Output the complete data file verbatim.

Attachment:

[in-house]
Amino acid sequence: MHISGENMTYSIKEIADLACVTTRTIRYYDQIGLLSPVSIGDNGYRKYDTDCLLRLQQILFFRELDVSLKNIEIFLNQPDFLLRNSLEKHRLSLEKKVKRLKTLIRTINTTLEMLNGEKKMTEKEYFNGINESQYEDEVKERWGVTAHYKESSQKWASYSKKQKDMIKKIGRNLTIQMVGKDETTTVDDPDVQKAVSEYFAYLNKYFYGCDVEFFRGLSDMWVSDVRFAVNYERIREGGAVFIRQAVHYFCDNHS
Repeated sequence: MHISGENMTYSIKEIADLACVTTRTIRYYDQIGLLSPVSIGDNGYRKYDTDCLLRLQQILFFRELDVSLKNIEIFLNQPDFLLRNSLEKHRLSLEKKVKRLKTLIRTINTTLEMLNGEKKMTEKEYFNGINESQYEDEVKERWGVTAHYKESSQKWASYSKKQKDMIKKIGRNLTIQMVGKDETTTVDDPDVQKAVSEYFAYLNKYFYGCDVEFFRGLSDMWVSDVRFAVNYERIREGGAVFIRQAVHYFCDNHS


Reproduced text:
[in-house]
Amino acid sequence: MHISGENMTYSIKEIADLACVTTRTIRYYDQIGLLSPVSIGDNGYRKYDTDCLLRLQQILFFRELDVSLKNIEIFLNQPDFLLRNSLEKHRLSLEKKVKRLKTLIRTINTTLEMLNGEKKMTEKEYFNGINESQYEDEVKERWGVTAHYKESSQKWASYSKKQKDMIKKIGRNLTIQMVGKDETTTVDDPDVQKAVSEYFAYLNKYFYGCDVEFFRGLSDMWVSDVRFAVNYERIREGGAVFIRQAVHYFCDNHS
Repeated sequence: MHISGENMTYSIKEIADLACVTTRTIRYYDQIGLLSPVSIGDNGYRKYDTDCLLRLQQILFFRELDVSLKNIEIFLNQPDFLLRNSLEKHRLSLEKKVKRLKTLIRTINTTLEMLNGEKKMTEKEYFNGINESQYEDEVKERWGVTAHYKESSQKWASYSKKQKDMIKKIGRNLTIQMVGKDETTTVDDPDVQKAVSEYFAYLNKYFYGCDVEFFRGLSDMWVSDVRFAVNYERIREGGAVFIRQAVHYFCDNHS